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Inauthentic restoration details can be something of a bug-bear once you start noticing them. Picture rails, for example, have started appearing in Georgian properties – would this make our ancestors turn in their grave, or would they be happy for a more eclectic feel to evolve in their carefully proportioned rooms? Do we even care what is authentic or not, or is it more to do with a lack of understanding of the ‘rules of history’, and when to break them?

In an era of economic downturn and simultaneous re-focus on the sector of refurbishment of existing buildings many designers are finding themselves inadvertently thrust into this type work. Prior experience of working as such doesn’t necessarily mean relevant knowledge is developed ‘on the job’. Nothing can really substitute doing historic research: for fun an equation might look like this:

Historical Understanding = Research + Effort + Time

It’s easy to see how it is often Time that is sacrificed from the equation in our industry.

As someone whose architectural lectures on pre-Modernist buildings encompassed a relatively brief canter through the ages I would suggest it cannot be assumed all architects are intimately familiar with historic details. Increasing our working knowledge of such will improve our design detailing and decision-making, and not leave us high and dry when engaging with other conservation professionals.

Back to our Georgian ancestors: as designers if we are put in a position of having to carve up spaces and alter the proportions of historic rooms we should go into the exercise with a better understanding of how the building’s contemporaries would have handled the spaces with the architectural tools available at the time.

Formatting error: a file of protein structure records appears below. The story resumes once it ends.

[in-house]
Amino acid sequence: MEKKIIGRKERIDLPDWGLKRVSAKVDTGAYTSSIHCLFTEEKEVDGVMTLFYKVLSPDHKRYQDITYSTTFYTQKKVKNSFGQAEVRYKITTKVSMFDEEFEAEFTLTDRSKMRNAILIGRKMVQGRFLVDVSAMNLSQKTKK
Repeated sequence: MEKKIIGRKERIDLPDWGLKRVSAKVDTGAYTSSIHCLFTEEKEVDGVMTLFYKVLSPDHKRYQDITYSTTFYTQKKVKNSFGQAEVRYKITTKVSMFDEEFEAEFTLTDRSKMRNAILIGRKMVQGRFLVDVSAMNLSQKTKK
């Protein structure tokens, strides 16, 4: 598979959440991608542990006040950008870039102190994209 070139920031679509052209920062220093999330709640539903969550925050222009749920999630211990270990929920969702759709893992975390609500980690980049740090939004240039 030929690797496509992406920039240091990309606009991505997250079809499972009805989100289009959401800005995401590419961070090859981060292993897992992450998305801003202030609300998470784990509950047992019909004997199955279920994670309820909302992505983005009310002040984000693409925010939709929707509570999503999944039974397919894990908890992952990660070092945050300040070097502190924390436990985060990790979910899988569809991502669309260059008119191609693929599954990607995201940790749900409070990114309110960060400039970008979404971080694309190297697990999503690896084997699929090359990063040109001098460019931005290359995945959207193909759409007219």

Probably the most lateral thinking architect in re-fashioning interior spaces of the Georgian period was Robert Adam. His commission at Home House (1775) demanded a reworking of his predecessor Wyatt’s scheme1. It is an interesting case study of two Georgian architects using very different approaches to holistic detailing of rooms to create spatial illusions.

As our projects and clients become more demanding of space available designers would do well to learn a few historic tricks of the trade for successful modern schemes within heritage buildings.

Further information: I’ve come across two books that focus on historic architectural interiors that are proving to be really useful:


Calloway, S. (2012). The Elements of Style: An Encyclopedia of Domestic Architectural Detail.
4th Edition. London: Octopus Publishing Group Ltd.


Pile, J. (2009). A History of Interior Design.
Third Edition. London: Lawrence King Publishing Ltd.

Course: The National Design Academy runs a correspondence Foundation Degree in Heritage Interior Design which is bridging this apparent knowledge gap. Click here for details.

1 Harris, E. (1997). Home House: Adam Versus Wyatt. Burlington Magazine. Vol.139. (1130, May). p.308-321.